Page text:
In October 2010, the Committee filed a petition for reciprocal discipline predicated upon the Second Circuit's January 14, 2010 order, but requested that respondent be suspended from practice for five years. In the alternative, the Committee requested that this Court impose whatever sanction it deemed appropriate. Respondent opposed the petition, but did not assert any of the defenses to reciprocal discipline set forth in 22 NYCRR 603.3(c). By order entered June 13, 2011, this Court granted the Committee's petition to the extent of finding respondent guilty of professional misconduct, barred respondent from asserting a defense under 22 NYCRR 603.3(c), and referred the matter to the Committee for a hearing before a Hearing Panel at which respondent was to have the opportunity to present mitigating evidence with respect to sanction.

At a hearing convened in November 2011, respondent testified on his own behalf, called several character witnesses, and introduced letters and affidavits attesting to his character. The Committee did not call any witnesses but introduced documentary evidence, which included the three prior admonitions issued to respondent. Respondent testified that he graduated from William and Mary Law School in 1975 and was admitted to practice in New York in 1976, and has practiced as a sole practitioner for 25 years, concentrating in immigration law but also handling some uncontested divorces and minor criminal matters. He further stated that in or about 2002 he began representing immigration clients before the Second Circuit. According to respondent, he filed petitions for review on behalf of his clients with the understanding that he was doing so solely to delay their deportation, and to give his clients additional time to consider their legal options. Respondent claimed that his clients were not interested in paying the substantial costs associated with a federal appeal. However, he explained that if, after he filed the petition, a client wished to perfect his appeal, respondent would refer him to an attorney who specialized in federal appeals. Respondent initially claimed that he was unaware that the Second Circuit had issued scheduling orders regarding briefing deadlines. During cross-examination, however, it was brought to respondent's attention that he had stipulated to receiving a scheduling order in a case he handled shortly after he began to practice before the Second Circuit. In response, respondent testified that he could not recall what he was aware of at that time with respect to the Second Circuit's practice of issuing scheduling orders. Respondent claimed that he did not come to realize that defaulting on petitions before the Second Circuit was an unacceptable strategy until a complaint was made against him; and that he mistakenly believed that cases in which he defaulted would remain on the court's docket. Respondent testified that he now realizes that he either has to move forward with a pending case or move to withdraw it.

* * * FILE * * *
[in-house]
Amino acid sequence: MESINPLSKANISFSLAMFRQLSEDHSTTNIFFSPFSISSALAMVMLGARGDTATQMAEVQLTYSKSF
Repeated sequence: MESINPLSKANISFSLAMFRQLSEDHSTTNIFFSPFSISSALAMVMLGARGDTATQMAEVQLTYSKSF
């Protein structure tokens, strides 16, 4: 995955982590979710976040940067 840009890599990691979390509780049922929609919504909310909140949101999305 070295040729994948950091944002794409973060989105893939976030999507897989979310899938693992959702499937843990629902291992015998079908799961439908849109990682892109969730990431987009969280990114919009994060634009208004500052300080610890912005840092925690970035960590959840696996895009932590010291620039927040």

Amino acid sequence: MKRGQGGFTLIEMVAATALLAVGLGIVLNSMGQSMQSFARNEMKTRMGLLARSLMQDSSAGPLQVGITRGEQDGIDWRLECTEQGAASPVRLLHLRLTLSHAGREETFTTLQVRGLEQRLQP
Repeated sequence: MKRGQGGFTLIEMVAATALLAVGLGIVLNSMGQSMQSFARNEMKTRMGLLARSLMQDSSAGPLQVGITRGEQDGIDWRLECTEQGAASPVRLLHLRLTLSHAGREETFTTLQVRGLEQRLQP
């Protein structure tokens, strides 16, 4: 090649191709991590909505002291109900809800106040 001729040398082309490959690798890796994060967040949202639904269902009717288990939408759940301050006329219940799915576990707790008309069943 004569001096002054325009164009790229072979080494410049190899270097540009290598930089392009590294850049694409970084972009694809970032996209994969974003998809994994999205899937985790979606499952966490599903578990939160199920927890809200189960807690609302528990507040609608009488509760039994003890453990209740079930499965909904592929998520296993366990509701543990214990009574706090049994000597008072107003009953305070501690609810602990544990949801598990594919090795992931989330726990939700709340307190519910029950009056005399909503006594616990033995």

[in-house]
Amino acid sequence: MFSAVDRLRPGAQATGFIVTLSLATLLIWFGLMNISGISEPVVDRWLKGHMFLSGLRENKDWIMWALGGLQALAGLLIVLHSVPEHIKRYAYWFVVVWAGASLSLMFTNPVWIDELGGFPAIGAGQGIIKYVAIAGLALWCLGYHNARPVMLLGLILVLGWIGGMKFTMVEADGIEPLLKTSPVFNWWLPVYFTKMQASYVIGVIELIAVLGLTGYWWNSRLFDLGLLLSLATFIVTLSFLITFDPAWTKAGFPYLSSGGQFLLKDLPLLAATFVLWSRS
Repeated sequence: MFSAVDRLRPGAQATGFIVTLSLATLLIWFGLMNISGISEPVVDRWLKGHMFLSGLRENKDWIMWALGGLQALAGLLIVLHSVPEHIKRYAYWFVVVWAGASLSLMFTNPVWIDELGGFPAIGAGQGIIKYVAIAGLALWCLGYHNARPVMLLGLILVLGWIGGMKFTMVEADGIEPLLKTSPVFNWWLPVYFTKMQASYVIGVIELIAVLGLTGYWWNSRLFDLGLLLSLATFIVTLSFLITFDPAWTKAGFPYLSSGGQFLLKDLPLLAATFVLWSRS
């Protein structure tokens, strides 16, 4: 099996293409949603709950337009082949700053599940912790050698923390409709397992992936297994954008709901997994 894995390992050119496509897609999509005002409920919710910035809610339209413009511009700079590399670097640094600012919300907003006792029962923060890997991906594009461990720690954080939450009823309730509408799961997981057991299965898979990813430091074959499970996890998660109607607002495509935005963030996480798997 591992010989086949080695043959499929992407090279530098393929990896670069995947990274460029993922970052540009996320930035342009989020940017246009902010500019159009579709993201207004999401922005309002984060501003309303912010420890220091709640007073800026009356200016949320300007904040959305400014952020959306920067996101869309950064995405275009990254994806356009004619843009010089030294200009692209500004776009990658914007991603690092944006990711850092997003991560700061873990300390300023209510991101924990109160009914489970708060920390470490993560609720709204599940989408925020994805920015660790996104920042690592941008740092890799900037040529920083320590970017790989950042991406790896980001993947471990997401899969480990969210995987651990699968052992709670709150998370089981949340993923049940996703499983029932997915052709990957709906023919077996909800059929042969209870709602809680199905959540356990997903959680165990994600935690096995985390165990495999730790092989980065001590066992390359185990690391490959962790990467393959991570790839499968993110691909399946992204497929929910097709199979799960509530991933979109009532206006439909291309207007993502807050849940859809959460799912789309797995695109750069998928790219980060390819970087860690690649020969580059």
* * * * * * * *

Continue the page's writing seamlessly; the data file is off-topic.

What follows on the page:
In addressing his practicing before the Second Circuit without being admitted, respondent explained that he had been under the mistaken belief that his admission before the Southern and Eastern Districts entitled him to practice before the Second Circuit. Respondent admitted that he had never reviewed the Second Circuit's rules.

Respondent further testified that while he agreed with the Second Circuit's findings that he had neglected client matters, violated scheduling orders, and practiced before the court without being admitted, he took issue with its finding that he had "abandoned" clients. Respondent acknowledged that he was ill equipped to handle federal appeals and explained that going forward he intends to focus his practice on family immigration work with occasional immigration court appearances. He also testified that, the Second Circuit's order notwithstanding, he has no intention of practicing before the Second Circuit in the future.

Respondent's character witnesses, who included an immigration attorney who has known respondent since approximately 1980 as well as three former immigration clients, testified that respondent has a reputation for honesty, integrity, and hard work within the legal community. As evidence in aggravation, the Committee introduced the three prior admonitions issued to respondent in 1986, 2004, and 2006 for: neglect of a matrimonial matter; failure to execute a retainer agreement with a matrimonial client and neglect of another client's immigration matter; and for neglect and failure to execute retainer agreements in two additional matrimonial matters.